The Stars and Stripes chronicles the return of retired US Air Force Col Lee Ellis to the Hanoi Hilton — the infamous POW prison that housed him for more than two of the six years of his capture.
Other memories came floating back — leg irons and handcuffs, rubber sandals to make it difficult to escape, a steady diet of pumpkin soup alternating with months of cabbage soup, and a first meal as a prisoner of fish heads and rice, which apparently was standard fare for new captives. Before missions, pilots used to joke with each other to be careful or they’d be eating fish heads that night. Read more
US Rep Sam Johnson (R-Tx), a Vietnam era Air Force fighter pilot, wrote at the Christian Post that attacks on religious liberty in the United States “resemble my time in the Hanoi Hilton.”
You see, I endured painful torture at the hands of communists. I brutally experienced what it’s like to truly lose the privilege to worship as you see fit. As a prisoner of war in Vietnam for almost seven years, more than half of that time in solitary confinement, I withered away in a cellblock so isolating it could only be called Alcatraz.
Referring to a report by Senator Ted Cruz, Johnson says Read more
“Eat everything they give you, no matter how disgusting; it’ll keep you alive. You’ve just been tortured, and that’s not the end of it; resist to the limits of your sanity, or to permanent physical damage. You’ll know when you get there.” And he concluded: “And pray; if you haven’t been, start. We’re going to get through this, and I’ll see you when it’s over.”
General Robbie Risner, prisoner of war and the Senior Ranking Officer in the Hanoi Hilton, to newly arrived POW Gen Charles G. Boyd, 1963.
Kind of makes you wonder what those POWs would think of the Air Force removing a Bible from their POW/MIA table. Read more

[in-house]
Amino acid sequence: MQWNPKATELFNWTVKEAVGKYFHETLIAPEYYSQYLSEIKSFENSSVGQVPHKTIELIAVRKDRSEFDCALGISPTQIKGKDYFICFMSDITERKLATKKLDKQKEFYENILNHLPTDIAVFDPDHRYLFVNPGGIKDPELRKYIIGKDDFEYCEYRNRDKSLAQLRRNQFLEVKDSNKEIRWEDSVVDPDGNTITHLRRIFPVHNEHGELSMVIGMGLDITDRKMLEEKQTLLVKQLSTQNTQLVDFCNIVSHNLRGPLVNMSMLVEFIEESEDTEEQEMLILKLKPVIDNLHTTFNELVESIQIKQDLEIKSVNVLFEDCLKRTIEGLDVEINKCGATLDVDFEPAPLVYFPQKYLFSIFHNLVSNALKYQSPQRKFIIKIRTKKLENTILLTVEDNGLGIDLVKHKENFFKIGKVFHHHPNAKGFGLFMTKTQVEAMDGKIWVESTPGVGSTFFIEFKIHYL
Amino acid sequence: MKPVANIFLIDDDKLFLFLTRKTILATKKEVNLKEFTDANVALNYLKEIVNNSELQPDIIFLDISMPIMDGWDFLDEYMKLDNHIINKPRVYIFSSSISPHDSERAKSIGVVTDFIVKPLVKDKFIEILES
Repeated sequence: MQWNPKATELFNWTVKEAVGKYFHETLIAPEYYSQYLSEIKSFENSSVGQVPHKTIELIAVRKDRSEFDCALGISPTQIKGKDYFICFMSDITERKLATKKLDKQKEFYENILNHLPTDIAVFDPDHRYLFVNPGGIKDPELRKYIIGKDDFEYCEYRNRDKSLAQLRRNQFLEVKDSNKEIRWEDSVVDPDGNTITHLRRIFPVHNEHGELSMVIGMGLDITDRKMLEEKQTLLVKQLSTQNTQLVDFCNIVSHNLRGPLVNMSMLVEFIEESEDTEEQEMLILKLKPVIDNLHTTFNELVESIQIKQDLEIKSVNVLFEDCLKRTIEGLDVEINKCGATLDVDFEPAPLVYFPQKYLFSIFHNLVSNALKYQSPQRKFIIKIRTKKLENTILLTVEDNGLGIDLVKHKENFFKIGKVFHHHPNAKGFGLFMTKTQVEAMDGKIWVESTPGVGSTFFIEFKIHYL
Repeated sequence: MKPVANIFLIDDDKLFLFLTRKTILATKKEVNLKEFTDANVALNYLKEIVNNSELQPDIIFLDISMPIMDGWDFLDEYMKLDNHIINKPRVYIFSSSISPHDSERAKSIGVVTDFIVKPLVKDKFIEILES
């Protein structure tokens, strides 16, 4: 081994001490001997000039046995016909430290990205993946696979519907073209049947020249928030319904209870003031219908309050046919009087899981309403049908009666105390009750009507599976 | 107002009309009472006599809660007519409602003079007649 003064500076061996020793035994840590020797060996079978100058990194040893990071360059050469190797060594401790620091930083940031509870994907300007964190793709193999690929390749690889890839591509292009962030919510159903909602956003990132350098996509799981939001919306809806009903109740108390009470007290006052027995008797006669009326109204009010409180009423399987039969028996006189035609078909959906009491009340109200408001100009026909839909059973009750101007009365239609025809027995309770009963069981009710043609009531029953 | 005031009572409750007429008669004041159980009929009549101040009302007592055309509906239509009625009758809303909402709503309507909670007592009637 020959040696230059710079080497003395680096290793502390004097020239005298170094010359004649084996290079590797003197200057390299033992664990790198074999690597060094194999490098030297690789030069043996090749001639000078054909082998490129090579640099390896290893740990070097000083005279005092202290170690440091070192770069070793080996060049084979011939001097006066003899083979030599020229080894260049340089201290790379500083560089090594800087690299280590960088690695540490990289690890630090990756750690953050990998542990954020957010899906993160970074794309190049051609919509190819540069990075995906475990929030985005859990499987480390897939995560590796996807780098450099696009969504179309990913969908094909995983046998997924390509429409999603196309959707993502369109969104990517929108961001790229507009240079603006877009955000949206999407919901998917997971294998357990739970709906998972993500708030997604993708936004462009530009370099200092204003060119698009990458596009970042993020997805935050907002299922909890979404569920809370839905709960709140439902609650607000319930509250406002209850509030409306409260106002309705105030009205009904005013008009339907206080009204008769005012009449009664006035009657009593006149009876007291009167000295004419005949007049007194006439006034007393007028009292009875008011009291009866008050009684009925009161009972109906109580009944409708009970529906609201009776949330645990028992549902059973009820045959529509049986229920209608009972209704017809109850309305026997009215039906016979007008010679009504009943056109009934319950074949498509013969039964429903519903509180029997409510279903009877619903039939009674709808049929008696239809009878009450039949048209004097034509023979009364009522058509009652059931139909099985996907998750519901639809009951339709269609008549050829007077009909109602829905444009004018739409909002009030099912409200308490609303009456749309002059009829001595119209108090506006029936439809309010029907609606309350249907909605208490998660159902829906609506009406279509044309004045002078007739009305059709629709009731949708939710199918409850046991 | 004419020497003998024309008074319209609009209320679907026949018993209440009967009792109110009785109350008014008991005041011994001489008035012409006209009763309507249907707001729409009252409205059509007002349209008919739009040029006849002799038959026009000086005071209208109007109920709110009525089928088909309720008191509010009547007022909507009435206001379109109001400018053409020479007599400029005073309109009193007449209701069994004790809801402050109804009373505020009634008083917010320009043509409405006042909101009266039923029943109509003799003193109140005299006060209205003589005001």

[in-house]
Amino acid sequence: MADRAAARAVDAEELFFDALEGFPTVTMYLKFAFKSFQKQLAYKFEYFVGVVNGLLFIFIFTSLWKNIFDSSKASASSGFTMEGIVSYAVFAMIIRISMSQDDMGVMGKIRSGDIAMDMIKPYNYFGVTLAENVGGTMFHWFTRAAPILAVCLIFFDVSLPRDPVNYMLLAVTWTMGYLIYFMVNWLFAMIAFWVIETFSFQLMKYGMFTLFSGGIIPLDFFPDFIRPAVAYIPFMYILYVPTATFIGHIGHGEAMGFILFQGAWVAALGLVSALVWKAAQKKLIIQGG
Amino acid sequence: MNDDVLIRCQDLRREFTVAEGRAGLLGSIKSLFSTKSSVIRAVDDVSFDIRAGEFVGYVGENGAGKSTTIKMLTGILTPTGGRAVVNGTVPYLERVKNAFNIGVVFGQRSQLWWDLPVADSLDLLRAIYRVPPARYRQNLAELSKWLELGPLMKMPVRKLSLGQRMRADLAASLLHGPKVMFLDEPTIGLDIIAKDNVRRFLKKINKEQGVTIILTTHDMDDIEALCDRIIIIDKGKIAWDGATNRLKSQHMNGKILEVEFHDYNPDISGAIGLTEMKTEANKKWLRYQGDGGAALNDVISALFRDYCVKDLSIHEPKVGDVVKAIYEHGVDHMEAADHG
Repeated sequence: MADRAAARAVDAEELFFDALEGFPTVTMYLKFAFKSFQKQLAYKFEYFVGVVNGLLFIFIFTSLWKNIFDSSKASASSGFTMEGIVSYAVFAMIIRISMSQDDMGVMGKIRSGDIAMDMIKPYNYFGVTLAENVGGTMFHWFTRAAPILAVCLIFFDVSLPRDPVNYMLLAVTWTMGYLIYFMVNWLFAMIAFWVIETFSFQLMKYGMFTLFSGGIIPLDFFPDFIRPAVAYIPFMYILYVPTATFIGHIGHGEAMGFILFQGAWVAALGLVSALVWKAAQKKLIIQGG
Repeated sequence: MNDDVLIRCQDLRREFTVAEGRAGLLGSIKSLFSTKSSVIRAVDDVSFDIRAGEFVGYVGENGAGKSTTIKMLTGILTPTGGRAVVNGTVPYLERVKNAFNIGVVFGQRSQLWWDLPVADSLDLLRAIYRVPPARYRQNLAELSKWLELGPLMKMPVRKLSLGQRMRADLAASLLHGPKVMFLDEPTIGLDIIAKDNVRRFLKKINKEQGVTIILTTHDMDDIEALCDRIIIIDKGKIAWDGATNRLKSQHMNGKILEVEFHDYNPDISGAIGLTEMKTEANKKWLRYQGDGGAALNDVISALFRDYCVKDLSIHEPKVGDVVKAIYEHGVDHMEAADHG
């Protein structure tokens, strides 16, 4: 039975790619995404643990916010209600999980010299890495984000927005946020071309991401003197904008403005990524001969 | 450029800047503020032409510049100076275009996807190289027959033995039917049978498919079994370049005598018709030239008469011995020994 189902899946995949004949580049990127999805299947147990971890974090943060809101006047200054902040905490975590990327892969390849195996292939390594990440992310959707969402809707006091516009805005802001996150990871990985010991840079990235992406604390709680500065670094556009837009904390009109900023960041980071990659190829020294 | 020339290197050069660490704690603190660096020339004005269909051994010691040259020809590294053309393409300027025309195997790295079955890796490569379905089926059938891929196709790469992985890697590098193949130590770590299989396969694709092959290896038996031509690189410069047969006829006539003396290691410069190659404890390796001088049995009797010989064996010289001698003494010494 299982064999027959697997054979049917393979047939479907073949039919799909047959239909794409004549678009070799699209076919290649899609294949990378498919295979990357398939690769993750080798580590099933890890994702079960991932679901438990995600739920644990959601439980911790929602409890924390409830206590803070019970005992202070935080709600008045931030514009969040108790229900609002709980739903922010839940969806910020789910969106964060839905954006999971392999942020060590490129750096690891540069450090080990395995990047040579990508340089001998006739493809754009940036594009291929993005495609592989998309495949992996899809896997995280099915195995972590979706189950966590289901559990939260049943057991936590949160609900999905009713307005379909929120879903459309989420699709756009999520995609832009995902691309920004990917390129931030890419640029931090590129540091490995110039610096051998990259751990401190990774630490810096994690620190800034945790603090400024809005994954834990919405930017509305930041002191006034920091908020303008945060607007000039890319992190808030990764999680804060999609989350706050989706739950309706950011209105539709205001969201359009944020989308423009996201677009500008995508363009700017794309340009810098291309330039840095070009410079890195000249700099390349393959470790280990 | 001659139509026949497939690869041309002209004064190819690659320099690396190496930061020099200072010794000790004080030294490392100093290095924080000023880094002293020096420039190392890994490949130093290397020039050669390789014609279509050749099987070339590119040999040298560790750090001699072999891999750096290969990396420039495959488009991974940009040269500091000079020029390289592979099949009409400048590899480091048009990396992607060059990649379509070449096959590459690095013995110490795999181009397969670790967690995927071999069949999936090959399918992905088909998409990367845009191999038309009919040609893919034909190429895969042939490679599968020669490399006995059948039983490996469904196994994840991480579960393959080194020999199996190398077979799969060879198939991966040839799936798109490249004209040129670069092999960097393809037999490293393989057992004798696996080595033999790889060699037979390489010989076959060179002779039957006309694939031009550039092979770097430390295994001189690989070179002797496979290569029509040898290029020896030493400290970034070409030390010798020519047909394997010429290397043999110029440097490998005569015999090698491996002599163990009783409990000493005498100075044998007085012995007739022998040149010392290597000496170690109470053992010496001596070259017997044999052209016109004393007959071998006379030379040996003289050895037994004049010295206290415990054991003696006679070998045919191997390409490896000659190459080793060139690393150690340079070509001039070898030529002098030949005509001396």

General Mark Welsh, US Air Force Chief of Staff, announced that retired BGen James Robinson “Robbie” Risner passed away this week.
In a cruel twist of timing, the poster pulled down by USAFA last week (because it offensively said “so help me God”) was of BGen Risner’s F-100F, the “Spirit of St Louis II” — in which he crossed the Atlantic as Charles Lindbergh did, but in only 6 hours. (The aircraft remains on static display in front of the USAFA Prep School.)
BGen Risner is probably most famous for his time as a POW in Vietnam’s infamous Hanoi Hilton — where he roomed with other well-known men like Col Bud Day and LtCdr John McCain. BGen Risner, then a LtCol, was the ranking POW and the leader of the men in the prison — and it turns out he might have had an opinion on that “God and honor” thing going on at USAFA [emphasis added]:
When asked what kept him going throughout his imprisonment, Risner said in a 2004 interview on CNN Larry King Live that his survival was due to exercise and his “faith in God and Read more
Retired Col Lee Ellis, whose outstanding book Leading with Honor made the Recommended list here as well as General Mark Welsh’s professional reading list, recently addressed cadets at the US Air Force Academy as part of the 2013 National Character and Leadership Symposium.
A prisoner of war held in the “Hanoi Hilton” for five and a half years shared his compelling story of imprisonment and success with cadets…
Retired Col. Lee Ellis was held captive along with Sen. John McCain (R-Ariz.) and others after his plane was shot down Nov. 7, 1967.
Col Ellis shared his perspective on purpose, passion, Read more